Monday, September 2, 2013

Little shearwater

I was supposed to be out on a pelagic off Loop head on saturday morning but due to rough weather it was cancelled. The weather didn't look too promising for a sea watch but good enough to give it a try. It started well with leach's petrel and a few skuas, sooty shears, a blue fulmar and balearic shear. After the morning fry and some wader hunting on nearby beaches we moved to the Fodry to try our luck again. The seawatching spot here was fantastic, a little higher than the bridges but a much wider area of sea infront and a lot more protection from the wind. We were barely there 30 mins when the little shear was picked up coming towards us. It was so far to our right that there was no panic and both of us were able to get onto it very quickly with the directions from the finder. The bird was immediately obvious, flight, size, colour, just everything was different. The angle of the body was slightly angled up, wings arched slightly and shallow wingbeats below the horizontal. When flying away from us it was very common sandpiper like! It never banked high, never near the vertical reached by manxies rolling out of the troughs. Flying low over the water, it disappeared into troughs regularly but our elevated height allowed us to get better views than would have been possible at the bridges. Every time it re-emerged from the trough it was instantly obvious, it was never lost or confused with the manx which were streaming past. Its hard to know but it was probably on view for 3 mins or so, plenty of time to take it all in, certainly a lot longer than we would have had if we picked it up from the bridges.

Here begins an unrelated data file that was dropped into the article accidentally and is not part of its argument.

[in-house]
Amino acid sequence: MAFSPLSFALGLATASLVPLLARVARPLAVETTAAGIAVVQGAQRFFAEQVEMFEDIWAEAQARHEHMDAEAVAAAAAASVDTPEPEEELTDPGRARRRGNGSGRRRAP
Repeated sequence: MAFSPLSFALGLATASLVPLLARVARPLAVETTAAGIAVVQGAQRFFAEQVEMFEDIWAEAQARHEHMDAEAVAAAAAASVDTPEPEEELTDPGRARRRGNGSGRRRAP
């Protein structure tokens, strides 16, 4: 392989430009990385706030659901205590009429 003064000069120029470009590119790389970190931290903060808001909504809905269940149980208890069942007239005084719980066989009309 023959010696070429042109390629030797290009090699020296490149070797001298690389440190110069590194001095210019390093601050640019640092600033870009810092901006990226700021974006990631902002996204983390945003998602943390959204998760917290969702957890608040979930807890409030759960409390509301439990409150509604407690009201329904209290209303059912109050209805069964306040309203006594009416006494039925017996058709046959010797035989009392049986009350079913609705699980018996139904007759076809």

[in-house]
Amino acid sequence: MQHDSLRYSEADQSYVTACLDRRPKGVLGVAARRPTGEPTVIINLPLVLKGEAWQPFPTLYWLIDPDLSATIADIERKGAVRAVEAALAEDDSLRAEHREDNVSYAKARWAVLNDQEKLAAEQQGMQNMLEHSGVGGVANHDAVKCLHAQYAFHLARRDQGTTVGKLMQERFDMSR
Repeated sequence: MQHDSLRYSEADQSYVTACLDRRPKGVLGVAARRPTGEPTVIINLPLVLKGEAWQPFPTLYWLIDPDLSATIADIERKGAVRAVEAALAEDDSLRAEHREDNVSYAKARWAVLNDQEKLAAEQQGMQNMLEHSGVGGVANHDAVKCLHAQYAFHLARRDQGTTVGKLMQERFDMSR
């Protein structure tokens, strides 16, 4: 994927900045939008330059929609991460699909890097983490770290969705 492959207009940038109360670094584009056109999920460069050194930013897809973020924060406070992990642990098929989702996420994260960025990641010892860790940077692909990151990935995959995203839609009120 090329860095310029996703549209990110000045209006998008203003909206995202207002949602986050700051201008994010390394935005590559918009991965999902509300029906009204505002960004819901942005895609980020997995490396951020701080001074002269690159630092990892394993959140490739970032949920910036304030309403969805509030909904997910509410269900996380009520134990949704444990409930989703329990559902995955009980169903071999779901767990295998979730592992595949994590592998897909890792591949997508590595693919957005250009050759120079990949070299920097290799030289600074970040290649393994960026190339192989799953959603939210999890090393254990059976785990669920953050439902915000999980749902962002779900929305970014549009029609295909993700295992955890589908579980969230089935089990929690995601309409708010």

It was also great that it was just 3 of us there, the directions were clear and straight forward,- the memory of the panic when a fea's went past the bridges  a few years back will always stay with me. Awful directions, several seconds from the initial muffled call until any directions came out and then the panic of a mass of bodies diving across infront to view it from on top of the hollow.I don't think I will be going back to the regular spot again!

Hard to convey just how obvious the bird was, it was very difficult to make out the eye due to a combination of the evening light and distance. I had a zoom eye piece, and after finding it at 20x I zoomed into 60 which was too much. I could find the bird easily but the shake was just too much to really enjoy it. Zooming out a little to around 50x was perfect. I couldn't make out any secondary bars but a sooty shearwater like pale panel on the far secondaries was always clear.
The following day was another good one, a few leaches, sooties, balearics, a black tern (which I couldn't get onto) juv little gull and a great selection of skuas. The views of the skuas were great, they were usually picked up coming towards us from quite a distance, their flight style and shape could be watched and compared. Have a few pages of sketches Im hoping to work up this week. Will be interesting to see how they compare with skua watching when the wind is a lot stronger and juvs are the common plumage in the coming weeks.

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